Queens of Noise - Music, Feminism and Punk: Then and Now

Exene Cervenka, Evelyn McDonnell, and Allison Wolfe
Thursday, January 9, 2014
Episode Summary

McDonnell’s Queens of Noise: The Real Story of The Runaways is a testimonial to the inspiration and insecurity of the trailblazer, a look at the Los Angeles music scene of the 70s and women on the run. Joined by Exene Cervenka of seminal L.A. punk band X and Riot Grrrl Allison Wolfe—veteran journalist McDonnell will lead a discussion on music making and selling, legacies, and the women who are breaking new ground.

Participant(s) Bio

Evelyn McDonnell is the author and co-editor of five books, including Mamarama: A Memoir of Sex, Kids and Rock ‘n’ Roll. She has worked as a pop music critic for the Miami Herald and as senior editor for the Village Voice. She’s won several awards, including an Annenberg Fellowship at USC and first place for enterprise by the South Florida Black Journalists Association. She is currently a journalism professor at Loyola Marymount University.

Exene Cervenka is an American singer, songwriter, artist, and activist. Shortly after moving to Los Angeles in 1977, Exene met John Doe at a poetry workshop at Beyond Baroque. Together with guitarist Billy Zoom, they formed the seminal Los Angeles punk band, X. To this day, X continues to play nationally and internationally with all four original members: Cervenka, Doe, Zoom, and drummer D.J. Bonebrake. Over the years, Exene has published poetry, prose, and art books; exhibited her collages in museums and galleries; recorded and toured with her other bands; played solo shows with an acoustic guitar and her songs; and said "yes" to just about every insane, imaginative, worthwhile project other thinking humans have offered her.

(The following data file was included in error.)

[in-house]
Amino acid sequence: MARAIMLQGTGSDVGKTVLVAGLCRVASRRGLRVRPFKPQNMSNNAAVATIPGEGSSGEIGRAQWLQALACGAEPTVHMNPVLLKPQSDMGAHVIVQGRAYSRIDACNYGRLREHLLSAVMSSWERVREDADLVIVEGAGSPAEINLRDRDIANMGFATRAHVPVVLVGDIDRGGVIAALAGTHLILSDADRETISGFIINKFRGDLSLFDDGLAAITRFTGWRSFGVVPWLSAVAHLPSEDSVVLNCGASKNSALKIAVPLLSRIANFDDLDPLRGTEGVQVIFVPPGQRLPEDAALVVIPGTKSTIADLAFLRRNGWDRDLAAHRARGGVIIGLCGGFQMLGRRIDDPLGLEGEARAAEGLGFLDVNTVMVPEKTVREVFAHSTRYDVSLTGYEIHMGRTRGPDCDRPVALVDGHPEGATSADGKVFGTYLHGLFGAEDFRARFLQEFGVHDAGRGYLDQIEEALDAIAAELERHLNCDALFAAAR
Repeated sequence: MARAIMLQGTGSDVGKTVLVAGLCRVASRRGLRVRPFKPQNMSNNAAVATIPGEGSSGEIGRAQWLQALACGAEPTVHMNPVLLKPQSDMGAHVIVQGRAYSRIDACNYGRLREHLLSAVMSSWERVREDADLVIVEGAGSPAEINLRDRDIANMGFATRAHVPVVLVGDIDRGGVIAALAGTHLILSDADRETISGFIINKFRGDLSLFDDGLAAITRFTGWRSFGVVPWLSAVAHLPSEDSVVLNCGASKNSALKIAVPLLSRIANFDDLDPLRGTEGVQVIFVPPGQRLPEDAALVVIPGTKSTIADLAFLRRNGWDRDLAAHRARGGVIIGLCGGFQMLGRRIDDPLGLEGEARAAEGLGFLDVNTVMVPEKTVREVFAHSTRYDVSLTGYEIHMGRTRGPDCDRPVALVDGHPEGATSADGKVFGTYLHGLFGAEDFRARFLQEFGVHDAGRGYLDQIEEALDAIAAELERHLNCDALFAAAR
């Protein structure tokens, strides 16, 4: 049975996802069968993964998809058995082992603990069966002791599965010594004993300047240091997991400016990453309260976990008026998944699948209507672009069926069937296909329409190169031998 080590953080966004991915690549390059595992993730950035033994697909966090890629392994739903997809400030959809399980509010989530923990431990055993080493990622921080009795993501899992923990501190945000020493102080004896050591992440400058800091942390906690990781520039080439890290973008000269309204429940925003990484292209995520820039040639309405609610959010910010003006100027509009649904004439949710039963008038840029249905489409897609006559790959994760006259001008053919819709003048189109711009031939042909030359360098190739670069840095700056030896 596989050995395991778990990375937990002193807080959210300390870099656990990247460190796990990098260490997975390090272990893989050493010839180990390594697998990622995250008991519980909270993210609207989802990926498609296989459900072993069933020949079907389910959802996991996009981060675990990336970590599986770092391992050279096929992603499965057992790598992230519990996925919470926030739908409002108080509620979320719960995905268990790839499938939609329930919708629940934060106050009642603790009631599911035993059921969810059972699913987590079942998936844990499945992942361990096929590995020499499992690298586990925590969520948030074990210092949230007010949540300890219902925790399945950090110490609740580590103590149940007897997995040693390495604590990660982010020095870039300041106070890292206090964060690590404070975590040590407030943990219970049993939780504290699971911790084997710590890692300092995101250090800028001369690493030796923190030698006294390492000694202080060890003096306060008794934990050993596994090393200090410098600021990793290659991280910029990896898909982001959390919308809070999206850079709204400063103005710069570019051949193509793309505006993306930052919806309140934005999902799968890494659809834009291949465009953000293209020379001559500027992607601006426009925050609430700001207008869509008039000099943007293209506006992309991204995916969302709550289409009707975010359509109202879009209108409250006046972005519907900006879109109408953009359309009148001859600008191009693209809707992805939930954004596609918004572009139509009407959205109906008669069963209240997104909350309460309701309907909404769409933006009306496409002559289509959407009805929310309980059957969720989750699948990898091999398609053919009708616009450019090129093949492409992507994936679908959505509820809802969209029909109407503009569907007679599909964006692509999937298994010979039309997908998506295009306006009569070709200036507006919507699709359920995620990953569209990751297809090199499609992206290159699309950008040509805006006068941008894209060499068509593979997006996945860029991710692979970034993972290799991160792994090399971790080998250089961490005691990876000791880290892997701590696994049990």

Allison Wolfe formed the all-girl punk band Bratmobile with the intention of helping to create and expand a feminist music scene spearheaded by Kathleen Hanna and Bikini Kill. This feminist, DIY (do-it-yourself) music scene, soon to be coined "riot grrrl," had a goal of making the punk rock scene more feminist while simultaneously making academic feminism more "punk." Later recognized as a strain of third-wave feminism, riot grrrl spread throughout the 1990s, mostly in the US and UK, as a loose network of young, feminist, alternative music scene women who believed in fighting the power with cultural activism. After the demise of Bratmobile and riot grrrl, Allison continued to be active in bands such as Cold Cold Hearts, Deep Lust, Partyline, and Cool Moms. In 1999-2000, she also initiated Ladyfest, a non-profit, DIY feminist music festival. Allison currently resides in Los Angeles, where she is working on an oral history of riot grrrl book/film project.